Antigone by Sophocles
daughter of Oedipus.
daughter of Oedipus, sister of Antigone
CREON: king of
HAEMON: son of
Creon and Euridice, engaged to Antigone.
old blind prophet
BOY: a young
lad guiding Teiresias
soldier serving Creon.
directly in front of the royal palace, which stands in the
its main doors facing the audience.]
Antigone leading Ismene away from the palace]
Ismene, my own blood sister,
do you have
any sense of all the troubles
bringing on the two of us,
as long as
weíre alive? All that misery
from Oedipus? Thereís no suffering,
no ruinónot one dishonouró
have not seen in all the troubles
you and I
go through. Whatís this theyíre saying now,
our general has had proclaimed
the city? Do you know of it?
heard? Or have you just missed the news?
which better fit our enemies
being piled up on the ones we love.
Iíve had no
word at all, Antigone,
good or bad about our family,
we two lost both our brothers,
the same day by a double blow.
the Argive army, just last night,
away, I donít know any more
been lucky or face total ruin.
that. Thatís why I brought you here,
gates, so only you can hear.
What is it?
The way you look makes it seem
thinking of some dark and gloomy news.
Creon doing with our two brothers?
honouring one with a full funeral
treating the other one disgracefully!
they say, has had his burial
to our customary rites,
to win him
honour with the dead below.
But as for
Polyneices, who perished
miserably, an order has gone out
the cityóthatís what people say.
have no funeral or lament,
but to be
left unburied and unwept,
treasure for the birds to look at,
for them to
feed on to their heartís content.
people say the noble Creon
announced to you and meóI mean to meó
heís coming to proclaim the fact,
to state it
clearly to those who have not heard.
this matterís really serious.
acts against the order
stoned to death before the city.
know, and youíll quickly demonstrate
are nobly born, or else
unworthy of her splendid ancestors.
Oh my poor
sister, if thatís whatís happening,
what can I
say that would be any help
to ease the
situation or resolve it?
whether you will work with me in this
In what kind of work?
What do you
Will you help these hands
take up Polyneicesí
corpse and bury it?
Youíre going to bury Polyneices,
been made a crime for all in Thebes?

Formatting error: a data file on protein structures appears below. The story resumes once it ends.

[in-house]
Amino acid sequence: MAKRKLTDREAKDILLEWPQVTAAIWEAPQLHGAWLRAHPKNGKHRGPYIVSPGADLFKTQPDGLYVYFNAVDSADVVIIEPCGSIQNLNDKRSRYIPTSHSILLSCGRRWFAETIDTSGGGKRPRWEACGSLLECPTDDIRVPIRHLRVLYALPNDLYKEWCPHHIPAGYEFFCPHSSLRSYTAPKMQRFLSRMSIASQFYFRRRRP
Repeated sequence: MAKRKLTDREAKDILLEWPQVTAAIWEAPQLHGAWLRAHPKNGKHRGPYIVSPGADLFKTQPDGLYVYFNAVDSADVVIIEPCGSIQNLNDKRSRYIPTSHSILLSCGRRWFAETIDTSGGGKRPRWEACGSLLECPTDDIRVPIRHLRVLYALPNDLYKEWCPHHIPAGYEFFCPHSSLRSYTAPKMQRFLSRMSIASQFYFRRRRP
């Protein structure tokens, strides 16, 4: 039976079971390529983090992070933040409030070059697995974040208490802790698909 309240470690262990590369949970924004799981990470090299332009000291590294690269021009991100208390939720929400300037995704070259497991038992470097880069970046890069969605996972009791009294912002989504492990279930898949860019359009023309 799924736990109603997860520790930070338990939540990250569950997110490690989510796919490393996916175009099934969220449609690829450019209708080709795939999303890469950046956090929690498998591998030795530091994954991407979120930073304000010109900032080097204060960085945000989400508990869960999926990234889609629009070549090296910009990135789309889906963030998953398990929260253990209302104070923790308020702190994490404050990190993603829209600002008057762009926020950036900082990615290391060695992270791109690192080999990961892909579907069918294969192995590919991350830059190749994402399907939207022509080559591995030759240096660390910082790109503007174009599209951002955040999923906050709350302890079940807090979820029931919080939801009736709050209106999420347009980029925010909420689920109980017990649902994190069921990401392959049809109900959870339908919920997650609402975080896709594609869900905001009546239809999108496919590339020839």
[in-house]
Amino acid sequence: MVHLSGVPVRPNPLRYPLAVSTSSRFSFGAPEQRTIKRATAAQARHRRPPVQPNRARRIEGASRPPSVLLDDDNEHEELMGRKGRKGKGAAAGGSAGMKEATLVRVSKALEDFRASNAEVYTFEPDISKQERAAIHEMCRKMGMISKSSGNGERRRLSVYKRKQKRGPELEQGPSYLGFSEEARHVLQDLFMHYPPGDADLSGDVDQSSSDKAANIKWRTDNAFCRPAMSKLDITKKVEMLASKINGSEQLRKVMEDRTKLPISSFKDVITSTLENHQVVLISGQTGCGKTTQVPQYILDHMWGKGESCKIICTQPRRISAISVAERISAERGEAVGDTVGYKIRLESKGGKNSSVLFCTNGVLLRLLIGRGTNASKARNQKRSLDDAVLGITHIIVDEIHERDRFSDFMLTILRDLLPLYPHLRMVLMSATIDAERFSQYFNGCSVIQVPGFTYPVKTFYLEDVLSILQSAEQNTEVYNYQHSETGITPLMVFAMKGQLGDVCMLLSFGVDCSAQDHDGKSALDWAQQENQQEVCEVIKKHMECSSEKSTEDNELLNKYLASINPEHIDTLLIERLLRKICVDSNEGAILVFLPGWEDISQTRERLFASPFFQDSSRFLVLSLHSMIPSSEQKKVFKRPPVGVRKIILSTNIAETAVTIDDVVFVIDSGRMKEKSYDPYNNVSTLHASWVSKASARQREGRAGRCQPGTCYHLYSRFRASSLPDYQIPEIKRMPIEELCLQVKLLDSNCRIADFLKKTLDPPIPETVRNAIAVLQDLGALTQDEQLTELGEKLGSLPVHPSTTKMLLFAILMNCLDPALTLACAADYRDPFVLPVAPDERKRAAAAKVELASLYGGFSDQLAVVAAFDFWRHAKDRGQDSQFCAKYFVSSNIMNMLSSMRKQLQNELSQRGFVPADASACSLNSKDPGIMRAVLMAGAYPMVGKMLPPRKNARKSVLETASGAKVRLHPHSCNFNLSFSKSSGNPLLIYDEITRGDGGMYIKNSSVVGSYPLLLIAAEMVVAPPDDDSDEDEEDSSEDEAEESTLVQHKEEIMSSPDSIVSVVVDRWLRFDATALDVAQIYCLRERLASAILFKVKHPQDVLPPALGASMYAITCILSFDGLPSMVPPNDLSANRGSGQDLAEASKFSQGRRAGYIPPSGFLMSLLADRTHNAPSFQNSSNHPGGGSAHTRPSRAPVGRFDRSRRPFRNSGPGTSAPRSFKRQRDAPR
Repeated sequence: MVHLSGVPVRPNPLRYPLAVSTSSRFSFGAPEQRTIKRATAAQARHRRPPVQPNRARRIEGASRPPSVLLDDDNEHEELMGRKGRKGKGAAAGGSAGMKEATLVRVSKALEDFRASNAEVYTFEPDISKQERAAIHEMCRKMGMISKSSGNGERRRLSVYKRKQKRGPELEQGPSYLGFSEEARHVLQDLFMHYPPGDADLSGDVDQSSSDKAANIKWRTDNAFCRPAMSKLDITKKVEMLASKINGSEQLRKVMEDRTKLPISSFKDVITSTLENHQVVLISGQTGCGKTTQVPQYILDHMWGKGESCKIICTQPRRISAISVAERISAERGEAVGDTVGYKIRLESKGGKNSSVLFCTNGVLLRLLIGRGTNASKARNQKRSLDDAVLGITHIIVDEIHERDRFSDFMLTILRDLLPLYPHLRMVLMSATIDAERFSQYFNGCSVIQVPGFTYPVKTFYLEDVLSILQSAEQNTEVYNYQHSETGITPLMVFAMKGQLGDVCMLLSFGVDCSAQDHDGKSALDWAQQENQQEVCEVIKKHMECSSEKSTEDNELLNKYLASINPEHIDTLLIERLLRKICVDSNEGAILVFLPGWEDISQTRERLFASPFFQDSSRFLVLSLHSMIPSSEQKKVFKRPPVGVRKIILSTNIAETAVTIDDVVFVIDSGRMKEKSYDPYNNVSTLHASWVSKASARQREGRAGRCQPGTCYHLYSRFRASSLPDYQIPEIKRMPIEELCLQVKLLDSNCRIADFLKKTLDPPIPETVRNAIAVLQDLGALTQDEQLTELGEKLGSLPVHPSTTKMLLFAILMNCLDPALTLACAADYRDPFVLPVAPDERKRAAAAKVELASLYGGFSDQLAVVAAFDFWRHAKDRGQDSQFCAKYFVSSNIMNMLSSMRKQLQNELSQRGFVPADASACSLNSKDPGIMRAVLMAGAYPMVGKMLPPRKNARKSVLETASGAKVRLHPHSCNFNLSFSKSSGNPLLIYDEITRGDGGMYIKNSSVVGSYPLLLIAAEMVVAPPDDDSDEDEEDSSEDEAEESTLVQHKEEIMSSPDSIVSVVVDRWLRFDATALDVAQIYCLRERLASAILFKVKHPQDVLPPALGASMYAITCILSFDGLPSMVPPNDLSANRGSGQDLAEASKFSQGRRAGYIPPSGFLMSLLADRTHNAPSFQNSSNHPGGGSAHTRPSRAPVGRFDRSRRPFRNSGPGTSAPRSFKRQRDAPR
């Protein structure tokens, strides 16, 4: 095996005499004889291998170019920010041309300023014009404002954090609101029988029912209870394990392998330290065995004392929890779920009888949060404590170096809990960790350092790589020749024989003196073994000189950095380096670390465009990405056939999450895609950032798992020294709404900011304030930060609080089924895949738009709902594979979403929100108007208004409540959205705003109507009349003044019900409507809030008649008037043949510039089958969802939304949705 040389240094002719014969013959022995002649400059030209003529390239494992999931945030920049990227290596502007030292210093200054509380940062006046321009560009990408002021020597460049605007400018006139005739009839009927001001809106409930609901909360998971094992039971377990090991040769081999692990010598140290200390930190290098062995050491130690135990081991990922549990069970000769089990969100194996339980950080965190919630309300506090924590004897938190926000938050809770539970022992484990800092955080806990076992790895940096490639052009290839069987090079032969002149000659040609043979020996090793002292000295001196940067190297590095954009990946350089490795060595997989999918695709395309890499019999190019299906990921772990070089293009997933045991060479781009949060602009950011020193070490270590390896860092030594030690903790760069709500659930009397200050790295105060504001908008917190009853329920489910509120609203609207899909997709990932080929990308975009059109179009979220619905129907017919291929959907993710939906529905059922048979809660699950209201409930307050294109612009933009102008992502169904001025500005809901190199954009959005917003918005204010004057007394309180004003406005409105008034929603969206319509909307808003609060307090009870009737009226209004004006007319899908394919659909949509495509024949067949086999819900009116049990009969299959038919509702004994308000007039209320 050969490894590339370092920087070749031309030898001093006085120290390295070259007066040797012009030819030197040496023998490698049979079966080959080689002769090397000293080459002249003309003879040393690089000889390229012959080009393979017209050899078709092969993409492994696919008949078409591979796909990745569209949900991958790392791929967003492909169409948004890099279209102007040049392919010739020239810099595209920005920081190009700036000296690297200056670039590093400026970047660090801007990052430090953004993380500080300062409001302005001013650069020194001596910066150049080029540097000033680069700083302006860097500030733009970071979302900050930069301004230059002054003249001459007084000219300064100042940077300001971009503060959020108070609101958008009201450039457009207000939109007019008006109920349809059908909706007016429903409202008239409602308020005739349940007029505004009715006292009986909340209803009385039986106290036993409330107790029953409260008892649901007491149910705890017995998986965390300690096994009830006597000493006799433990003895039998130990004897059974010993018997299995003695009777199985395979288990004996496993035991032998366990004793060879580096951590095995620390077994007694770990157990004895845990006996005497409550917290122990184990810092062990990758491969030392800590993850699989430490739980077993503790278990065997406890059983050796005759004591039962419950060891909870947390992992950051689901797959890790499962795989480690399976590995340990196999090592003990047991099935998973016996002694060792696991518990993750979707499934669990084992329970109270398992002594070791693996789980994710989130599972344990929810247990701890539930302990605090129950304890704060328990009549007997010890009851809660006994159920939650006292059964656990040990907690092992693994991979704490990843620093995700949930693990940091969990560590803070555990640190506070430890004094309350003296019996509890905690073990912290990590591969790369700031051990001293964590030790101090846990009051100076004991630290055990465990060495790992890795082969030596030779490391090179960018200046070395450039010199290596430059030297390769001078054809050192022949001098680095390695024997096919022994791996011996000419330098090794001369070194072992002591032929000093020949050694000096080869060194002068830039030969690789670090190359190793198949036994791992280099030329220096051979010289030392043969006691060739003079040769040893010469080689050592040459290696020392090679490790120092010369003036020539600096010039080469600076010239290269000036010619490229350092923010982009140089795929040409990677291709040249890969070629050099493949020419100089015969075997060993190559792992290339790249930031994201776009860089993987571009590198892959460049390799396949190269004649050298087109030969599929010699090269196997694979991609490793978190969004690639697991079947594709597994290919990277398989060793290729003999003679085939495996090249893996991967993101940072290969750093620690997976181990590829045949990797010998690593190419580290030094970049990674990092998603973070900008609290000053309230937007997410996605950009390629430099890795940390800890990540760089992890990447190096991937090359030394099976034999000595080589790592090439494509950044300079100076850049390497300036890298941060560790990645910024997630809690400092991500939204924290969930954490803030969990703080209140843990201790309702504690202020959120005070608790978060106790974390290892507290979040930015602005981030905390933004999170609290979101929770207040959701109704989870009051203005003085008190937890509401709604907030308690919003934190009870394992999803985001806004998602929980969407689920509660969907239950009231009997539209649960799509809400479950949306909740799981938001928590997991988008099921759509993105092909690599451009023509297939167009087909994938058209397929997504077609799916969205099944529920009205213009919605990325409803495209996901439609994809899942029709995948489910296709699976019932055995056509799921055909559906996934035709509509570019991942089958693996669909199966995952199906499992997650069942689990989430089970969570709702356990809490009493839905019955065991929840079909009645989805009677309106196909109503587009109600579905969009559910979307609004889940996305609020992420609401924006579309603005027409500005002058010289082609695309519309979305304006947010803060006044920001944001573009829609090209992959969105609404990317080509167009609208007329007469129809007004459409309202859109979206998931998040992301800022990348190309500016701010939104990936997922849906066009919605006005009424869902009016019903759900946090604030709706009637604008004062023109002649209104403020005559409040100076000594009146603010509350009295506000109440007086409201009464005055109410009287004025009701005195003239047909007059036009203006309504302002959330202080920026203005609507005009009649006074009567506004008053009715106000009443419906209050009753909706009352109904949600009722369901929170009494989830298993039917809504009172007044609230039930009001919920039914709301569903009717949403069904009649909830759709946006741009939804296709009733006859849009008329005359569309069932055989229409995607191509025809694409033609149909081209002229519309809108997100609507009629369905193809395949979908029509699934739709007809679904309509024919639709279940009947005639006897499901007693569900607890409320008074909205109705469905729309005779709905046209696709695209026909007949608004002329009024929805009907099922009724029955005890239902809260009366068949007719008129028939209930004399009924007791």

do my duty to my brotheró
as well, if youíre not prepared to.
I wonít be
caught betraying him.
Youíre too rash.
not expressly banned that act?
heís no right to keep me from whatís mine.
Think, Antigone. Consider
father died, hated and disgraced,
mistakes which his own search revealed
to turn his hand against himself
out both his eyes. Then that woman,
and his wifeóher double roleó
her own life in a twisted noose.
thereís our own two brothers, both butchered
in a single
dayóthat ill-fated pair
own hands slaughtered one another
about their common doom.
two of us are left here quite alone.
weíll die far worse than all the rest,
if we defy
the law and move against
decree, against his royal power.
remember that by birth weíre women,
such, we shouldnít fight with men.
who rule are much more powerful,
obey in this and in events
us even harsher agonies.
So Iíll ask
those underground for pardonó
being compelled, I will obey
control. Thatís what Iím forced to do.
It makes no
sense to try to do too much.
urge you to. No. Not even
if you were
keen to act. Doing this with you
me no joy. So be what you want.
bury him. It would be fine to die
that. Iíll lie there with him,
with a man
I love, pure and innocent,
for all my
crime. My honours for the dead
much longer than for those up here.
down there forever. As for you,
you wish, you can show contempt
laws the gods all hold in honour.
disrespecting them. But I canít act
state. Thatís not in my nature.
Let that be
your excuse. Iím going now
to make a
burial mound for my dear brother.
Antigone, Iím so afraid for you.
for me. Set your own fate in order.
you donít reveal to anyone
intend. Keep it closely hidden.
Iíll do the
No, no. Announce the factó
donít let everybody know,
despise your silence even more.
is hot to do cold deeds.
But I know
the ones Iím duty bound to please.
Yes, if you
can. But youíre after something
youíre incapable of carrying out.
Well, when my strength
is gone, then Iíll give up.
attempt should not be made at all.
you if youíre going to talk that way.
rightly earn the loathing of the dead.
So leave me
and my foolishness aloneó
through this fearful thing. I wonít suffer
bad as a disgraceful death.
then, go, if thatís what you think right.
remember thisóeven though your mission
beautiful that ever shone
city of the seven gates,
appeared at last,
eye of golden day,
above the streams of Dirce,
into headlong flight
white-shield warrior from Argos,
here fully armed,
by the warring claims
Polyneices, with piercing screams,
flying above our land,
wings as white as snow,
of warriors in arms,
topped with horsehair crests.
above our homes,
around our seven gates,